This article was originally written in April 2016 and was updated in April 2019.
Group classes are a great opportunity to make piano social, and have fun together. I hold a group workshop about 3 weeks before every concert to make sure everyone is ready to perform.
We start these classes by doing a trial run of the concert. We talk about what makes a good performer, and also what makes a good audience member. I want my students to not only be comfortable performing for others, but to also be good listeners, and respectful of each others’ performances.
After the concert run-through, we have a short juice break, and then we get to play some games.
How to Make a Floor Staff
I have been meaning to put together a floor grand staff for a while now, and decided this group class would finally give me the push to get it done!
I made the floor staff from cotton calico with black ribbon applique lines and clefs. Then I padded it with some quilting. The padding is not strictly necessary but it does make it more comfy when we’re climbing around on top of it.
The space between the lines is 11cm (which just happens to be a perfect fit for these foam circles which I get from a discount store called Mr Price).
There’s a small line to represent middle C and I didn’t put extra space between the two clefs so it’s similar to the version of the grand staff used in many younger beginner books where middle C is equidistant from the treble clef and bass clef.
This is a pretty simple project if you’re a reasonably confident sewer. If you’re not though, don’t let that hold you back! I’ve seen DIY floor staffs created using tape or permanent marker on plain sheets or table cloths. It doesn’t need to be fancy. 😉
Here’s an example from a Vibrant Music Teaching member, Laura, who used a 5×7 rug and 1/2 inch electrical tape.
Another member, Austin, asked a friend to crochet a smaller floor staff to suit his space.
And Brenda is a sewer like me so she created this beautiful floor staff out of an old tablecloth and black ribbons. Romeo the cat definitely gives it the seal of approval.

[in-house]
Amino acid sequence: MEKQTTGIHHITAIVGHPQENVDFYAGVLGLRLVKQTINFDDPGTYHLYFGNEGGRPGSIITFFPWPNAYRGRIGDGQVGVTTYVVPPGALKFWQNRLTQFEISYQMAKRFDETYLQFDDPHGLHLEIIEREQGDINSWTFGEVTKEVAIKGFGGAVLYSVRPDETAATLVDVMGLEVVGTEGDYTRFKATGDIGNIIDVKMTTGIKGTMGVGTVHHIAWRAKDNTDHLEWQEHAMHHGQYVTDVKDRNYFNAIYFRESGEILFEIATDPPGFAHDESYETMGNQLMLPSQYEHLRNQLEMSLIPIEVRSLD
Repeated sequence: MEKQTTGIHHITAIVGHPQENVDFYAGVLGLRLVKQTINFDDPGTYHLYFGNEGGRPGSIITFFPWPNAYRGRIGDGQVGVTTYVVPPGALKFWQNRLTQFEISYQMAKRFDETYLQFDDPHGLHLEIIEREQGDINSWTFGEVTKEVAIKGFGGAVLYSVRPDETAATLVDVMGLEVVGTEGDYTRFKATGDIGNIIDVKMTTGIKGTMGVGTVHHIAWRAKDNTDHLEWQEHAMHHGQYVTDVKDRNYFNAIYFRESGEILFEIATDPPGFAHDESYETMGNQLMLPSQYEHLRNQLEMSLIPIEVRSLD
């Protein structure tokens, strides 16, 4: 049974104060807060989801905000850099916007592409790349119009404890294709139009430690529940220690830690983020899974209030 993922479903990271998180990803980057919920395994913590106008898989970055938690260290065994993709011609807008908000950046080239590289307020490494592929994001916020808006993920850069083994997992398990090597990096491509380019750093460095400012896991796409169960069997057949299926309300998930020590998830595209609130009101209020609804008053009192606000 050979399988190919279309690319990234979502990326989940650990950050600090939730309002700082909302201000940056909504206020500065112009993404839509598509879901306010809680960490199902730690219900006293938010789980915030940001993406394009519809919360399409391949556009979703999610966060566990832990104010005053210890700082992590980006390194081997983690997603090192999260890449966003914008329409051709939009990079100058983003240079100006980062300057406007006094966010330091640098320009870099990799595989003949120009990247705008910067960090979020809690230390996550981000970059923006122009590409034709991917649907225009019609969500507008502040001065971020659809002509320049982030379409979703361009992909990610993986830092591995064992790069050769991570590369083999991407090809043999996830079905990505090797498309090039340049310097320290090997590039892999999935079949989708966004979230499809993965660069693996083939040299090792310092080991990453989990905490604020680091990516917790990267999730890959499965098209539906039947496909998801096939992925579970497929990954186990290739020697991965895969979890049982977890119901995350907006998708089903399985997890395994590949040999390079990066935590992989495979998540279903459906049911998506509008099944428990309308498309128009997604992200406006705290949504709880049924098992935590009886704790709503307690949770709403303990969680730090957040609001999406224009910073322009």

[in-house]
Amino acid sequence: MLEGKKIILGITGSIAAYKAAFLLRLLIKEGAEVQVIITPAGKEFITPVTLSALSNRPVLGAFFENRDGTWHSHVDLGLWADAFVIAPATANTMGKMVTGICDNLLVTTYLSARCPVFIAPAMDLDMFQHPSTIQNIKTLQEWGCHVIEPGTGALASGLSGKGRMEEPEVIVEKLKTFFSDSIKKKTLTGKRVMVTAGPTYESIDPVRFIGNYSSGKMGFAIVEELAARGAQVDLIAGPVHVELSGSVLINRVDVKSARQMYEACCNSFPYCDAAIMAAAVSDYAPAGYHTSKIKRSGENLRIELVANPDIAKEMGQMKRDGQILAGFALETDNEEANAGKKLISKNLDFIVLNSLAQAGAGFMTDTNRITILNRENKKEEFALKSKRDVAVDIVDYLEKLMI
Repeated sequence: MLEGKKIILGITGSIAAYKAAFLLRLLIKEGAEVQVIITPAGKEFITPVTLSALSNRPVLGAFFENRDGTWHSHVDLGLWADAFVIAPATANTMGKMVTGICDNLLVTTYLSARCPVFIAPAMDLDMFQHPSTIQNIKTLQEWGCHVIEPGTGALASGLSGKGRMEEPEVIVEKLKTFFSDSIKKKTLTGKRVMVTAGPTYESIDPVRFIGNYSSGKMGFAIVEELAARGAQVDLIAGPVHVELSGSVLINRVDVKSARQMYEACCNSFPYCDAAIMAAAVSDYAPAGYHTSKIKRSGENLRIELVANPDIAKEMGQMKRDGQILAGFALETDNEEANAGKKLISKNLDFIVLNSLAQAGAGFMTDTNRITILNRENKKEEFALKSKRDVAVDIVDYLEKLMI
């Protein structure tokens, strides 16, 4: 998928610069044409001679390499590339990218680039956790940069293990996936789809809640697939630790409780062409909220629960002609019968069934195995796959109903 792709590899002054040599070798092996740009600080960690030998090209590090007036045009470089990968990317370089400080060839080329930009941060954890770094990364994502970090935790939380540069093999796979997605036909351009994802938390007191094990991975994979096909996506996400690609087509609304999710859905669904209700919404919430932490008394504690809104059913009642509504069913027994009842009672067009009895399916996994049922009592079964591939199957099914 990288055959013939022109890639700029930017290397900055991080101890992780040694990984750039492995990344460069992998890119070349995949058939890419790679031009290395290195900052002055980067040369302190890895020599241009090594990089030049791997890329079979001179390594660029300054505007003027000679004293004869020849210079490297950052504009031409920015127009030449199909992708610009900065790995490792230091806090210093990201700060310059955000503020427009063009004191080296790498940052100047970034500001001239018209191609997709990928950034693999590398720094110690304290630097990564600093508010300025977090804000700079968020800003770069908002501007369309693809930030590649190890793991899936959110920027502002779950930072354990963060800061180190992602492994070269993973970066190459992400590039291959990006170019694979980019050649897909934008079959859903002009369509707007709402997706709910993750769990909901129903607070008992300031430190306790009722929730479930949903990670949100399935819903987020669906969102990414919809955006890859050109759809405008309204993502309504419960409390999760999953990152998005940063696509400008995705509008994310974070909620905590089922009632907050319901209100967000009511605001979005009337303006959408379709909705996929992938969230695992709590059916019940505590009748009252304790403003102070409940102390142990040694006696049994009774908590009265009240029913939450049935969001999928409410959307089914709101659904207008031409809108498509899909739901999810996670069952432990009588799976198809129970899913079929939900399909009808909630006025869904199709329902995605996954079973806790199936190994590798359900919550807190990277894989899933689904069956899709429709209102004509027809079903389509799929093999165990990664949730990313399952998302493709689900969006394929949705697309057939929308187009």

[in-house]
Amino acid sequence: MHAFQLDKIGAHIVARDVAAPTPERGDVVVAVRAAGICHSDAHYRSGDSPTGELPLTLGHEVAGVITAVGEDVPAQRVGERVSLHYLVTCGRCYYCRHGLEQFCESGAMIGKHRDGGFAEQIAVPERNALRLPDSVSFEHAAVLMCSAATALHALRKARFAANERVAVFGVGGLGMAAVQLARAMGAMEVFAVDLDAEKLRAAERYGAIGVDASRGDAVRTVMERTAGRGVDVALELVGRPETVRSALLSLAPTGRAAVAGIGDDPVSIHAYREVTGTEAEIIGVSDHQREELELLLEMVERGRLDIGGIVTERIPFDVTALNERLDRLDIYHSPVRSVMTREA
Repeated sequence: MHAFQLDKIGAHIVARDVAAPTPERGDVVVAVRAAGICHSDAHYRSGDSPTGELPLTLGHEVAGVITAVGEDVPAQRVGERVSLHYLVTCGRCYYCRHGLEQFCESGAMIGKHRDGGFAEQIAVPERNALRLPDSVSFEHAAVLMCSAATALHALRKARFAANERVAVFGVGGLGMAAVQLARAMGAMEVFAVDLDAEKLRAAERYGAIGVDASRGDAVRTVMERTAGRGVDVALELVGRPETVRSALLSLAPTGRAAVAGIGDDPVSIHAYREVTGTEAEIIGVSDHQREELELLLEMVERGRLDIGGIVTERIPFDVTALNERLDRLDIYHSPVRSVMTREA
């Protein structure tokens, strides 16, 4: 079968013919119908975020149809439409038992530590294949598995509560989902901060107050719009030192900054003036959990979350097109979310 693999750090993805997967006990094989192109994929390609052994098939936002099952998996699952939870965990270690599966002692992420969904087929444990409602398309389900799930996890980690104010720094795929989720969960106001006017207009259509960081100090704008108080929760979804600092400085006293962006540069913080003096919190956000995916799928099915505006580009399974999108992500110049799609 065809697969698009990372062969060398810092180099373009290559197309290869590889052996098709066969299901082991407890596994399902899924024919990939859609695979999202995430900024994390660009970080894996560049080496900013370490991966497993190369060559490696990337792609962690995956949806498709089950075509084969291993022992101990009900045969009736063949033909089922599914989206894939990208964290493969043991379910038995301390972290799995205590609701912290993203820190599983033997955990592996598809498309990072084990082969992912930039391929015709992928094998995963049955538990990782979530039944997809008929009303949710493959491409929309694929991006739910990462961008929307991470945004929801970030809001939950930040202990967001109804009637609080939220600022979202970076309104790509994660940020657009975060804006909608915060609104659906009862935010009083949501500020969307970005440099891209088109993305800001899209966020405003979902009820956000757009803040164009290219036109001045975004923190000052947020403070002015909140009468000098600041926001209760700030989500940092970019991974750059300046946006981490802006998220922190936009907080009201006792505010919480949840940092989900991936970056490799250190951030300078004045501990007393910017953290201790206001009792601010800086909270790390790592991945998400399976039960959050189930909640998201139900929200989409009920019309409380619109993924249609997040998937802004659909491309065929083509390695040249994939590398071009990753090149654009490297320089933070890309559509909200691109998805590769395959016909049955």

What to do with your floor staff
I plan on using the floor staff for lots and lots of games in private as well as group lessons, but below are a few of my favourites.
If you’re looking for a fully planned out group workshop for your piano students, you’re in luck! In this mega post I detail everything that goes into planning one of my piano party workshops.
Grand Staff Twister
We played Grand Staff Twister with four players, two in the treble clef and two in the bass. I think four is a nice number, but you could probably squeeze in six depending on the size of your staff.
I was surprised by how easily even my weak note readers were able to find the right note in grand staff twister! I really think this will be a fantastic tool for struggling students to see the staff in a new way.
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If you need help putting together the spinner, follow the instructions for the scale spinner here. If you have pre-made spinners you can just cut off the part of the pdf with the arrow, and throw it away.
Grand Staff Beanbag Toss
For this game players need to be in two teams. The teams can be as big or small as you like.
- Take turns to throw a beanbag, trying to get it inside the grand staff.
- The thrower attempts to name the note it landed on, if they’re right their team gets 2 points.
- If the thrower can’t name the note but their team can, the team gets 1 point.
- That’s it! The winner is the team with the most points when the time is up (you decide how long you want the game to be).
Grand Staff Races
The floor staff is also great for working with intervals.
- Place a small toy for each player at the bottom of the staff.
- Players roll the die and move up that interval. E.g. if they roll a 5 they move up a 5th.
- The winner is the first to reach the top line F.
Are you looking for more games for group classes? There are so many more fantastic games that are great for groups and solo lessons inside the Vibrant Music Teaching library.
Join the community today and see what Vibrant Music Teaching could do for you.
Do you have a floor staff?
What are your favourite games to play with it? Do you use it more in one-on-one or group lessons?